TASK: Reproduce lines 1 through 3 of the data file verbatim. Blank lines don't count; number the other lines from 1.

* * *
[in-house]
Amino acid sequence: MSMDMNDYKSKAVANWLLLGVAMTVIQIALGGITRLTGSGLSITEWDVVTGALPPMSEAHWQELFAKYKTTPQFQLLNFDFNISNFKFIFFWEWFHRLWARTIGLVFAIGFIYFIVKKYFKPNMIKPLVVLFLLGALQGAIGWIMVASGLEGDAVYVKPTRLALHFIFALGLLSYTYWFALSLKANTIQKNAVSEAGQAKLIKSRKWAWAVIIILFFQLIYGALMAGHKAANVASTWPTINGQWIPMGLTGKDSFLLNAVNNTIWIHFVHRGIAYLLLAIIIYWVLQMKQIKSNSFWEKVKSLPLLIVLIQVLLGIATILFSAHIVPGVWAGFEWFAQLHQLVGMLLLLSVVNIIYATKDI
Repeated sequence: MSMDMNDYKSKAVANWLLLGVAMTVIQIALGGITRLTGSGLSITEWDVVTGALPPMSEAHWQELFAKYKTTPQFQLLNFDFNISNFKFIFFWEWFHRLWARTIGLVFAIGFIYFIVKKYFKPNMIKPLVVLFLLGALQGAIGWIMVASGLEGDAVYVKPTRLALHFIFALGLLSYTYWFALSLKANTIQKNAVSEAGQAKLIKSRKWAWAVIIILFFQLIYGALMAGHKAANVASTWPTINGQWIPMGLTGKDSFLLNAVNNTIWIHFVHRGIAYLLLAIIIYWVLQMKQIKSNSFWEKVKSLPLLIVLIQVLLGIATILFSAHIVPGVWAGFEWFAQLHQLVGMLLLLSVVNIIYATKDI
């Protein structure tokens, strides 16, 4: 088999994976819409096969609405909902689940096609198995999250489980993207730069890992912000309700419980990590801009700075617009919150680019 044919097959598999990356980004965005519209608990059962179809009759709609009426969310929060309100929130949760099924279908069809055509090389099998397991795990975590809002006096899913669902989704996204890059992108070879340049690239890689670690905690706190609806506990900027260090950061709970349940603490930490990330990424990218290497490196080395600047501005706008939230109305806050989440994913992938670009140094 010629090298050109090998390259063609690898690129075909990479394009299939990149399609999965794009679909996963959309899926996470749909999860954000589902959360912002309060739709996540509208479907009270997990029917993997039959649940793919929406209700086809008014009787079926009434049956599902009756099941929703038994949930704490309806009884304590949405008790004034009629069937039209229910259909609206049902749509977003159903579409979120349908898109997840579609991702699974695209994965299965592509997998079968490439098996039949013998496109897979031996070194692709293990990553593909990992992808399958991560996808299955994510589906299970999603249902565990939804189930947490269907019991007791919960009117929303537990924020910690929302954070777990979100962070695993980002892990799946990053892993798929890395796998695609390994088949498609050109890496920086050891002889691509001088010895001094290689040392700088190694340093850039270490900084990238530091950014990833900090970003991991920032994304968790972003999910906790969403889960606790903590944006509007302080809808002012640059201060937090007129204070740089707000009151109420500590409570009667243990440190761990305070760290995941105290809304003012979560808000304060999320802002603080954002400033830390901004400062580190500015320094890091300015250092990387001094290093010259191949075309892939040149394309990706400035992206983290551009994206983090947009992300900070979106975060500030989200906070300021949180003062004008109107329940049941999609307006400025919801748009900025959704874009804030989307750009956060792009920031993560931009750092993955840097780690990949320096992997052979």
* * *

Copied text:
[in-house]
Amino acid sequence: MSMDMNDYKSKAVANWLLLGVAMTVIQIALGGITRLTGSGLSITEWDVVTGALPPMSEAHWQELFAKYKTTPQFQLLNFDFNISNFKFIFFWEWFHRLWARTIGLVFAIGFIYFIVKKYFKPNMIKPLVVLFLLGALQGAIGWIMVASGLEGDAVYVKPTRLALHFIFALGLLSYTYWFALSLKANTIQKNAVSEAGQAKLIKSRKWAWAVIIILFFQLIYGALMAGHKAANVASTWPTINGQWIPMGLTGKDSFLLNAVNNTIWIHFVHRGIAYLLLAIIIYWVLQMKQIKSNSFWEKVKSLPLLIVLIQVLLGIATILFSAHIVPGVWAGFEWFAQLHQLVGMLLLLSVVNIIYATKDI
Repeated sequence: MSMDMNDYKSKAVANWLLLGVAMTVIQIALGGITRLTGSGLSITEWDVVTGALPPMSEAHWQELFAKYKTTPQFQLLNFDFNISNFKFIFFWEWFHRLWARTIGLVFAIGFIYFIVKKYFKPNMIKPLVVLFLLGALQGAIGWIMVASGLEGDAVYVKPTRLALHFIFALGLLSYTYWFALSLKANTIQKNAVSEAGQAKLIKSRKWAWAVIIILFFQLIYGALMAGHKAANVASTWPTINGQWIPMGLTGKDSFLLNAVNNTIWIHFVHRGIAYLLLAIIIYWVLQMKQIKSNSFWEKVKSLPLLIVLIQVLLGIATILFSAHIVPGVWAGFEWFAQLHQLVGMLLLLSVVNIIYATKDI